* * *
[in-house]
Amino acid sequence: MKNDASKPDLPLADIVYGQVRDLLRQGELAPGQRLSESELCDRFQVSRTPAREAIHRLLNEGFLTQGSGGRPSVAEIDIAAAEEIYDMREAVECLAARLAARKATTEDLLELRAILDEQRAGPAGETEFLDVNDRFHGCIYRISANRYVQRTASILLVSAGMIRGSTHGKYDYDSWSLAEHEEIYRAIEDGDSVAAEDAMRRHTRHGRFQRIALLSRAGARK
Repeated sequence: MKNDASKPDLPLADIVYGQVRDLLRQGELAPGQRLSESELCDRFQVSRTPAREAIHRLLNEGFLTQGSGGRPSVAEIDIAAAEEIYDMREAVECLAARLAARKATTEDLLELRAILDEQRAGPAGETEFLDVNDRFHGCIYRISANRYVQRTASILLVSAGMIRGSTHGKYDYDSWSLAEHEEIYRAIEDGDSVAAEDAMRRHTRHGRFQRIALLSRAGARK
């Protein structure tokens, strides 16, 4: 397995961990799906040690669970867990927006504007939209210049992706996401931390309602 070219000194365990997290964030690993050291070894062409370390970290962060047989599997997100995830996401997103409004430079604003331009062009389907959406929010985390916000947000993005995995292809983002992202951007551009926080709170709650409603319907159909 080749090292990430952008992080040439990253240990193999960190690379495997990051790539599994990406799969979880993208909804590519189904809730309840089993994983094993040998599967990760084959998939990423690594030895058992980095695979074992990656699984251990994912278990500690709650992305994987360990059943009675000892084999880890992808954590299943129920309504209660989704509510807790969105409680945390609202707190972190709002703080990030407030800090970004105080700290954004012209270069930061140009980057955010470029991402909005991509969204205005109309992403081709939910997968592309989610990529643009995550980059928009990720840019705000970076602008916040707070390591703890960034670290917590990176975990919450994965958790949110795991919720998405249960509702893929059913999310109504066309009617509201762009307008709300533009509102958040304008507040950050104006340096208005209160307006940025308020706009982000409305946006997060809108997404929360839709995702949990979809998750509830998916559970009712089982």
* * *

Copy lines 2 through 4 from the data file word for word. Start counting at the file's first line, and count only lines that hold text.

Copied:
Amino acid sequence: MKNDASKPDLPLADIVYGQVRDLLRQGELAPGQRLSESELCDRFQVSRTPAREAIHRLLNEGFLTQGSGGRPSVAEIDIAAAEEIYDMREAVECLAARLAARKATTEDLLELRAILDEQRAGPAGETEFLDVNDRFHGCIYRISANRYVQRTASILLVSAGMIRGSTHGKYDYDSWSLAEHEEIYRAIEDGDSVAAEDAMRRHTRHGRFQRIALLSRAGARK
Repeated sequence: MKNDASKPDLPLADIVYGQVRDLLRQGELAPGQRLSESELCDRFQVSRTPAREAIHRLLNEGFLTQGSGGRPSVAEIDIAAAEEIYDMREAVECLAARLAARKATTEDLLELRAILDEQRAGPAGETEFLDVNDRFHGCIYRISANRYVQRTASILLVSAGMIRGSTHGKYDYDSWSLAEHEEIYRAIEDGDSVAAEDAMRRHTRHGRFQRIALLSRAGARK
């Protein structure tokens, strides 16, 4: 397995961990799906040690669970867990927006504007939209210049992706996401931390309602 070219000194365990997290964030690993050291070894062409370390970290962060047989599997997100995830996401997103409004430079604003331009062009389907959406929010985390916000947000993005995995292809983002992202951007551009926080709170709650409603319907159909 080749090292990430952008992080040439990253240990193999960190690379495997990051790539599994990406799969979880993208909804590519189904809730309840089993994983094993040998599967990760084959998939990423690594030895058992980095695979074992990656699984251990994912278990500690709650992305994987360990059943009675000892084999880890992808954590299943129920309504209660989704509510807790969105409680945390609202707190972190709002703080990030407030800090970004105080700290954004012209270069930061140009980057955010470029991402909005991509969204205005109309992403081709939910997968592309989610990529643009995550980059928009990720840019705000970076602008916040707070390591703890960034670290917590990176975990919450994965958790949110795991919720998405249960509702893929059913999310109504066309009617509201762009307008709300533009509102958040304008507040950050104006340096208005209160307006940025308020706009982000409305946006997060809108997404929360839709995702949990979809998750509830998916559970009712089982």